I am frustrated because I am a perfectionist. And since going back to work full time PLUS still working with Bosslady part time my perfection level had dropped to complete non-perfection. In my 4 days off I desperately tried to catch up on stuff and only finished half my list. I did clean the house and finish building the chicken coop but I didn't fix my car window or catch up on blogging or even exercise.
So I've decided to relax my standards. For now, at least.
And as a Singlutionary, I feel that relaxing my standards and cutting myself some slack is an excellent thing to do. Sometimes I expect myself to run my life as if I were a couple. I expect myself to bring home the bacon, cook wholesome meals, look pretty at all times and maintain an immaculately vacuumed carpet. You know how feminists talk about how women work and then they come home to the "second shift" aka housekeeping, child rearing, etc. Well. I have my own second shift, third shift, 16th shift. I expect myself to build chicken coops, work two jobs, fix my own car (which, by the way, is older than I am), eat super healthy organic homegrown and homecooked meals and write every day all the while looking like a lady of leisure with blow dried hair and manicured nails pushed into cute little heels.
Sometimes I think that I forget to take myself seriously because I am single. I forget how much I work or the value of the work that I do. I forget that I am running a household of four and despite the fact that I am biologically unrelated to any of of my roommates, I am still in charge of making sure everyone communicates, is generally happy and has enough toilet paper. I fall into thinking that I live a frivolous life because hey, I don't have a husband and kids so everything must just be easy like giggling while eating marshmallow fluff. Its OK. Every Singlutionary has her moments of non-singlutionary-ness. I forgive myself.
But it is time to extend a few reminders to my Singlutionary self:
You're just one. This doesn't mean that I'm alone or lonely or that there is anything that I can't do. But it does mean that I can't expect to keep up with the JonesES. One person might be able to do more than half of what two people do but I still can't expect myself to work 50 hours a week AND have a normal life AND fix everything around the house in one weekend.
You're just one AND you're part of a community: The only reason I was able to complete one of my long incomplete projects (namely, building a chicken coop which is all done save a lack of empty beer cans to tile the roof with --we'll be emptying the beer cans en masse in a few weeks) was with the help of my Habitat-for-Humanity-friend/former-roommate. She liked the chicken coop idea and has worked tirelessly with me to bring it to eggtion (I was trying to play on the word fruition but it didn't quite work).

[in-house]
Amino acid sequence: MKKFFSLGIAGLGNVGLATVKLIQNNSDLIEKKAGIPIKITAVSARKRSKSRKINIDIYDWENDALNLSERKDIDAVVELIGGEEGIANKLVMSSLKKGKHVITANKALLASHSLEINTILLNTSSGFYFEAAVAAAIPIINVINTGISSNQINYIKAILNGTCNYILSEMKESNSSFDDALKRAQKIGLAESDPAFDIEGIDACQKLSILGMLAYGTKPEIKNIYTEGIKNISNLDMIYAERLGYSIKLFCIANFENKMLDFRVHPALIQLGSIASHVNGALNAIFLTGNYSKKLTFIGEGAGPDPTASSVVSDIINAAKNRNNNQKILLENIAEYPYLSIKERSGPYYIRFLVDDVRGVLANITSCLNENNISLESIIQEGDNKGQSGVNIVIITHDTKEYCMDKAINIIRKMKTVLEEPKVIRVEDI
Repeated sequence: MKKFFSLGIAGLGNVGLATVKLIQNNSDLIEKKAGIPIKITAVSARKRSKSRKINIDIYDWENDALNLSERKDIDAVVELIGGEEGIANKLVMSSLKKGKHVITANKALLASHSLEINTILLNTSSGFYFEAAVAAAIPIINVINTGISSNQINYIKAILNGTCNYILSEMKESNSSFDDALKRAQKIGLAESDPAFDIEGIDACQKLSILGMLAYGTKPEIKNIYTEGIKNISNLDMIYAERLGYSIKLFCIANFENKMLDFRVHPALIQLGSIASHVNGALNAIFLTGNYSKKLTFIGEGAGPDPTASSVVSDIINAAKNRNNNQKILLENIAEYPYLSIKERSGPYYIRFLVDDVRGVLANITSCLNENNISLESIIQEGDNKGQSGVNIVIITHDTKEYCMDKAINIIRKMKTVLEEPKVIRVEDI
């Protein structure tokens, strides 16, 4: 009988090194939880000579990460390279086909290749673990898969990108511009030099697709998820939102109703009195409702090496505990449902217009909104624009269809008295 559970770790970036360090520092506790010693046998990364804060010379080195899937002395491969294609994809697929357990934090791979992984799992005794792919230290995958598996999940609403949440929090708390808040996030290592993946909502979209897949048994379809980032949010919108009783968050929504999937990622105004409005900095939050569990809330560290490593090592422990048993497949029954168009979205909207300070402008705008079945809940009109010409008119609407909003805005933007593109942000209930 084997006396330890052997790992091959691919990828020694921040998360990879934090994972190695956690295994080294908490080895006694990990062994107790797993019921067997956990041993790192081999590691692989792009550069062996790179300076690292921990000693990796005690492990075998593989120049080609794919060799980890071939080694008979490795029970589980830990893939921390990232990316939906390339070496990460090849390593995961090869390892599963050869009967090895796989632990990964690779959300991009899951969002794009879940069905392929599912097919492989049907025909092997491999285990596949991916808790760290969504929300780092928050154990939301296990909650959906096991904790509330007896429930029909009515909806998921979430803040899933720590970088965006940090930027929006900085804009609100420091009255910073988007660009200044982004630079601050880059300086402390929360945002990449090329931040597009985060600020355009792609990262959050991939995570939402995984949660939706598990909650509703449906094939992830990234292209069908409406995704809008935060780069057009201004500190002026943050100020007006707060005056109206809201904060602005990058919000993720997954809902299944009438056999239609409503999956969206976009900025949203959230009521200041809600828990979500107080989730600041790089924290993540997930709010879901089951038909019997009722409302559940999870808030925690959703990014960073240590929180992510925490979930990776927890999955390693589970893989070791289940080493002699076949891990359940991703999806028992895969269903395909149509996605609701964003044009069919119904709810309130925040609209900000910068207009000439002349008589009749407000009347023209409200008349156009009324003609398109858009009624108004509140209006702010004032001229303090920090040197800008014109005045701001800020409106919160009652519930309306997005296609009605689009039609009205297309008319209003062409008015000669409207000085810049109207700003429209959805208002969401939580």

You're just one AND you're part of a greater community which you serve through your actions: Singles are often accused of being selfish or self centered by coupled folks. We're also accused of not being grown up. I think that sometimes I let this sneak in and eat away at my Singlution. Sometimes I think that my life is so fantastic that I MUST be selfish and self centered and that since I don't really have anything "serious" to do, I can just get all caught up in my own private and perfect life.
Well. My life is great. I am so grateful for everything, for this blog, for the communities and friends which do support me, for my new job, for Bosslady, for my dog and for chicken poo.
But that doesn't mean that my actions or my projects are irrelevant or unimportant. I am attempting to grow my own food not only for myself but to be shared with my roommates and friends. I am getting chickens to assist in pesticide free and organic pest control and to lay fresh eggs which I will not even eat (I'm allergic). I've created a sustainable business model by renting out furnished rooms in my home to people relocating to my fantastic city. I've installed rainwater collection barrels so that I can consume less water during times of drought (and its always a drought down here).
I'm no Mother Theresa but my ideals and actions are not as much about myself (although I do enjoy my projects immensely) but about creating and sharing a wonderful space with people in-between cities, contributing to the quality of air and quantity of water in my city and basically being a good friend and neighbor. These are my interests and I am blessed to be able to pursue the life that I want to live and to see the things that I do have a small but stealthy impact on the world around me. Just being a joyful, loving person can uplift and inspire someone.
Lately my volunteer duties have fallen by the wayside as I have had to spend more and more time on the house and then at work. And I've felt selfish. But the stuff that I do is a far cry from spending all day shopping for a new Segway.
I am at once grateful for the wonderful people in my life and grateful that I can be a wonderful person in other people's lives.
I still feel angst about the hallway being un-sanded and half prepped for painting six weeks and counting. I still want everything to be perfect.
But as I am learning with my car: as soon as one part is perfect, another part falls off.
That is life. Its true if your single and its true if you're coupled. And its time I quit resisting and started celebrating this fact.
Dear Reader: Please take a moment to pat yourself on the back. What do you do with your life that is doing good in the world even in a small, quiet way. How are you, even through doing things you love, unselfish? Where could you loosen up your own self imposed standards of perfection and cut yourself some slack?